You will be able to experience Neurocracy on your own, but if you are so inclined, you can join forces with others to truly bring it to life! That's where its interactivity lies: instead of a choose-your-own-adventure story that offers different outcomes based on your choices, Neurocracy is more of a choose-your-own-interpretation story. When browsing Omnipedia, you never really learn what transpires between characters, what their true actions or motivations are, or who did what with/to whom. However, this can be deduced by drawing connections between various hints and allusions peppered throughout the articles. The events of Neurocracy may be strictly linear, but there is plenty of ambiguity in between the lines.
We aim to foster a community that comes together to compare notes, debate interpretations, and ultimately tell the story of Neurocracy to itself and others. If you want to help build that community and get exclusive access to Neurocracy's first episodes as they are finalised, please do join our Discord server! You'll get a head start on speculating about Neurocracy's story, take part in challenges that will put you inside its world, and even have some of your interpretations influence its development!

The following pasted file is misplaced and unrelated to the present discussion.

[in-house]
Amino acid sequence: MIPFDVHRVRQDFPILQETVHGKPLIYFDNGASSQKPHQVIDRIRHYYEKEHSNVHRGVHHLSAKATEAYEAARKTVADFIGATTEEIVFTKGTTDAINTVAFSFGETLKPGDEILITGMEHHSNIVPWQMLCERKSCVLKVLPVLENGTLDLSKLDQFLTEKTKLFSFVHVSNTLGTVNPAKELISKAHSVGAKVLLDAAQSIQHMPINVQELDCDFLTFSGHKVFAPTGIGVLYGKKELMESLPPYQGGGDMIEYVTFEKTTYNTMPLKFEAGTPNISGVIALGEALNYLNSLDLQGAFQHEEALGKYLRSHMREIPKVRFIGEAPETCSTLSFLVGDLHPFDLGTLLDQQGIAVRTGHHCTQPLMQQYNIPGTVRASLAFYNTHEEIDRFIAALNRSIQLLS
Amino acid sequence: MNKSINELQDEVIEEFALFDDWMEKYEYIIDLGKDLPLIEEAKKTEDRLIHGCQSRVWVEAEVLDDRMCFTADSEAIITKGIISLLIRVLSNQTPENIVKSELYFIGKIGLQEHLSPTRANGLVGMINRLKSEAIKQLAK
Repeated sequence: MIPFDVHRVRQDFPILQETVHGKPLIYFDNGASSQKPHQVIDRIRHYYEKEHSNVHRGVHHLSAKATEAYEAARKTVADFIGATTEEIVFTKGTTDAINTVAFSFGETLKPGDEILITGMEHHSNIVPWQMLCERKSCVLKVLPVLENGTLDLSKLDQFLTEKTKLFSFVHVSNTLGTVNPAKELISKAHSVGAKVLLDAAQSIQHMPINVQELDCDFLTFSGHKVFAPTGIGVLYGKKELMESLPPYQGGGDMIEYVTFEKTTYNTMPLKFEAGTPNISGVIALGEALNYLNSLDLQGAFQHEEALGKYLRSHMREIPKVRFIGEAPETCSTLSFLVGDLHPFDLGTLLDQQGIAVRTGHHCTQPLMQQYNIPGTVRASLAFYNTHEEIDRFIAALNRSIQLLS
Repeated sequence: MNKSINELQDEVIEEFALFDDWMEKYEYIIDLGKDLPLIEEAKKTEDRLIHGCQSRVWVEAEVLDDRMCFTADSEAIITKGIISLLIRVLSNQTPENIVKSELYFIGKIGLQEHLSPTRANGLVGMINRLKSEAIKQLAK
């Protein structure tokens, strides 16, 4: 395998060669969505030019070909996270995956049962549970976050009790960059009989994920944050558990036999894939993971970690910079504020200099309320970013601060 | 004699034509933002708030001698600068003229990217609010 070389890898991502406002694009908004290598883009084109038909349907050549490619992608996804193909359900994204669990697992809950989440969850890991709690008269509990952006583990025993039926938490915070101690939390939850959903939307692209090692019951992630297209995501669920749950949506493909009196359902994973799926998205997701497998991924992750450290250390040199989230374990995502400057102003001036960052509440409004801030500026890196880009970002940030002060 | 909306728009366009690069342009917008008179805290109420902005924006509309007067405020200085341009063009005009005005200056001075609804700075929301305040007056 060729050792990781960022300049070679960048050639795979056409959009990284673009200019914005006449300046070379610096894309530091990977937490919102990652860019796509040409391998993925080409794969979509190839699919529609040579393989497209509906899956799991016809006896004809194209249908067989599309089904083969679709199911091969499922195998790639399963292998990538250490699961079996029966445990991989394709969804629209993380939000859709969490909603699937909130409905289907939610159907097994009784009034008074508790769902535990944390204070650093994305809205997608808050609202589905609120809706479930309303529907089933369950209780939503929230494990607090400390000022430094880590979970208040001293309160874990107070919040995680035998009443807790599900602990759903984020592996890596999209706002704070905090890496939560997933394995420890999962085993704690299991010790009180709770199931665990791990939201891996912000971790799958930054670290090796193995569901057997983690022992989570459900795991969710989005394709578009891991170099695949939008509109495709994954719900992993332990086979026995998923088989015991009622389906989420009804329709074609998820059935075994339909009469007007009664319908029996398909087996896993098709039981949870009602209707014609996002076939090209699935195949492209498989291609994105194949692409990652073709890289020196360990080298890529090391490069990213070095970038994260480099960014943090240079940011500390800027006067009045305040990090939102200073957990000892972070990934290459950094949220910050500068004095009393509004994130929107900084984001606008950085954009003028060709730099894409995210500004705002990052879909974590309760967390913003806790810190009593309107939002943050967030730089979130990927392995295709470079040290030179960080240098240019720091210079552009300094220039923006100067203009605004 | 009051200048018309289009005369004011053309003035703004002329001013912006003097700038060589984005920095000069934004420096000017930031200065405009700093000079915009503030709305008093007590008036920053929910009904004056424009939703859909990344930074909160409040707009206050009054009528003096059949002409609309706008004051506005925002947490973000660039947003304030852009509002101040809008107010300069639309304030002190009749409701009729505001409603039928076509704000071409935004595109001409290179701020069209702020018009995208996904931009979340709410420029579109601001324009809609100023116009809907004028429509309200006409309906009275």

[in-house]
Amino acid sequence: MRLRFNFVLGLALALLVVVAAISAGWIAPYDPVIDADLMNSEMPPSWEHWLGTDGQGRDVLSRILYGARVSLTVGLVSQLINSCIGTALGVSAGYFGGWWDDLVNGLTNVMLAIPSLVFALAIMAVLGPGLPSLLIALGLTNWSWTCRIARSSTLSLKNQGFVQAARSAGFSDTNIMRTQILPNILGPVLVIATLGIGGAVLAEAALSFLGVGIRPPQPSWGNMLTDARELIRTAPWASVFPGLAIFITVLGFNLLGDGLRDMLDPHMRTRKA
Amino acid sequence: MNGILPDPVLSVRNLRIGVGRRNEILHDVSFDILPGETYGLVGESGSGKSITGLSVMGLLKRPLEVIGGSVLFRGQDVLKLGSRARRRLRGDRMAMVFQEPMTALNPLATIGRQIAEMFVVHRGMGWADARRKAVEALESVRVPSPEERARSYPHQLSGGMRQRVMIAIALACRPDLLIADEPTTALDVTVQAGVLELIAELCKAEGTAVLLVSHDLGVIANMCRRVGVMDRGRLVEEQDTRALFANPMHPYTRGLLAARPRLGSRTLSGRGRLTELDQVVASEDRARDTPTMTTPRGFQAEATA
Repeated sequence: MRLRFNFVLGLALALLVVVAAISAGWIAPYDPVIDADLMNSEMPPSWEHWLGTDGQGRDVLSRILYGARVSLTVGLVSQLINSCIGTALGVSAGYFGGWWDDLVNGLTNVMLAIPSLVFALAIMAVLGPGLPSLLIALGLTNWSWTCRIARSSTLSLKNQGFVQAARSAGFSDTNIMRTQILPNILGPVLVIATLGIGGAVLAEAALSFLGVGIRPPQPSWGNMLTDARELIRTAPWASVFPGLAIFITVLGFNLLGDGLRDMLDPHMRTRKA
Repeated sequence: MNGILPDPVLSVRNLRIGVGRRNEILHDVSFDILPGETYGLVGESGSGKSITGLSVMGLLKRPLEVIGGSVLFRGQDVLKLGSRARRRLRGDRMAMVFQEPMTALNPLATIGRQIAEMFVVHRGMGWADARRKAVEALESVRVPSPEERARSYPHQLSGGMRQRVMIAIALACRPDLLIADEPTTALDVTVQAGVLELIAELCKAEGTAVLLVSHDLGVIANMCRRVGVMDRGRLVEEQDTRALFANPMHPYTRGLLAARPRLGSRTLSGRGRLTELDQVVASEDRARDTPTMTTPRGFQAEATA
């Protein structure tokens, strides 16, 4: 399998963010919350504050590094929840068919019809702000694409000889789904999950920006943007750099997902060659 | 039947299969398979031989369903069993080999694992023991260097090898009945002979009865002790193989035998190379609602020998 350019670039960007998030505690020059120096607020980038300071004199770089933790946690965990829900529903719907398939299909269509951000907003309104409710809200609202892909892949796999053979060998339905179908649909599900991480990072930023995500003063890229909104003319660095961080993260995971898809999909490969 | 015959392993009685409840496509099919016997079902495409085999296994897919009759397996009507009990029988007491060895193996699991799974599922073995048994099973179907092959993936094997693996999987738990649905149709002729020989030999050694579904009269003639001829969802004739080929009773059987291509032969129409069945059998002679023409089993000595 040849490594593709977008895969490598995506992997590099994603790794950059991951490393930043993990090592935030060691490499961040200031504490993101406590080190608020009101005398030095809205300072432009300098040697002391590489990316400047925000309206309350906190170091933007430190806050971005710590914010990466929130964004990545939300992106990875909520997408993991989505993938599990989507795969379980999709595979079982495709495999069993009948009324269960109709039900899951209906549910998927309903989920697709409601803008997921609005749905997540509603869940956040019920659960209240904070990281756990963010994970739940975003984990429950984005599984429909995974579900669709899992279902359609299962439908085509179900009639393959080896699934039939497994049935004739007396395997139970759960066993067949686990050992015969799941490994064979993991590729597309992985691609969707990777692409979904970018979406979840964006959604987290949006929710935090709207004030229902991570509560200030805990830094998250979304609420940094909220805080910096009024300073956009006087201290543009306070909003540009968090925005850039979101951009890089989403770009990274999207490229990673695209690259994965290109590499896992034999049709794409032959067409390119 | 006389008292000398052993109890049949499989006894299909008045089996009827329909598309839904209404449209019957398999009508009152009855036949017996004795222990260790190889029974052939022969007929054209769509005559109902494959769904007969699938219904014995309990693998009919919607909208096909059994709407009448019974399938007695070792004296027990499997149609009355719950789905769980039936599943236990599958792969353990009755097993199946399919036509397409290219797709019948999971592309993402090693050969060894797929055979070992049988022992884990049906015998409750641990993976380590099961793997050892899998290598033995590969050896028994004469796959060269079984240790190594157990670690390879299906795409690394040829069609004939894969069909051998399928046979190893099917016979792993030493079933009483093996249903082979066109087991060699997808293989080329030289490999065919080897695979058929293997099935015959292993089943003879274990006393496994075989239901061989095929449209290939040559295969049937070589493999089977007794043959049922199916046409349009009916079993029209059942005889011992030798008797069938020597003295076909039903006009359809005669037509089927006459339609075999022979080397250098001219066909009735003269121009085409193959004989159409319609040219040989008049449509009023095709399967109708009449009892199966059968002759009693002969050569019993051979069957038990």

In three months' time, we will be launching a Kickstarter campaign to raise the funds we need to hire additional writers and designers to enrich the world of Neurocracy with new voices and craft its audiovisual elements. If the campaign is successful, we can wrap up the final stage of development and present Neurocracy to you before the year is out! Until then, we will be using this blog as a platform to tell you more about Neurocracy, so expect a series of deep dives on how it works, what went into it, and more. In addition, you can check out our official website and follow Neurocracy on Twitter for regular announcements.
That's all for now! Stay tuned for further updates as we reveal more of what we've been working on. We're really excited about opening up the world of Neurocracy to you and we hope you'll dive in with us!
Doom is an integral part of many people's personal gaming histories, but it only briefly waved at me as it passed me by. I was thrown into the world of shooters with a copy of Quake instead. I recently had a chance to play through MachineGames' additional Quake episode, which they released for the game's 20th birthday. MachineGames already breathed new life into another of id Software's venerable gaming properties with Wolfenstein: The New Order, and so proved that they could combine a solid grasp of the original game with a range of fitting new elements. That design philosophy is also apparent in their new episode for Quake, which demonstrates a keen insight into what makes Quake tick and a willingness to play around with it.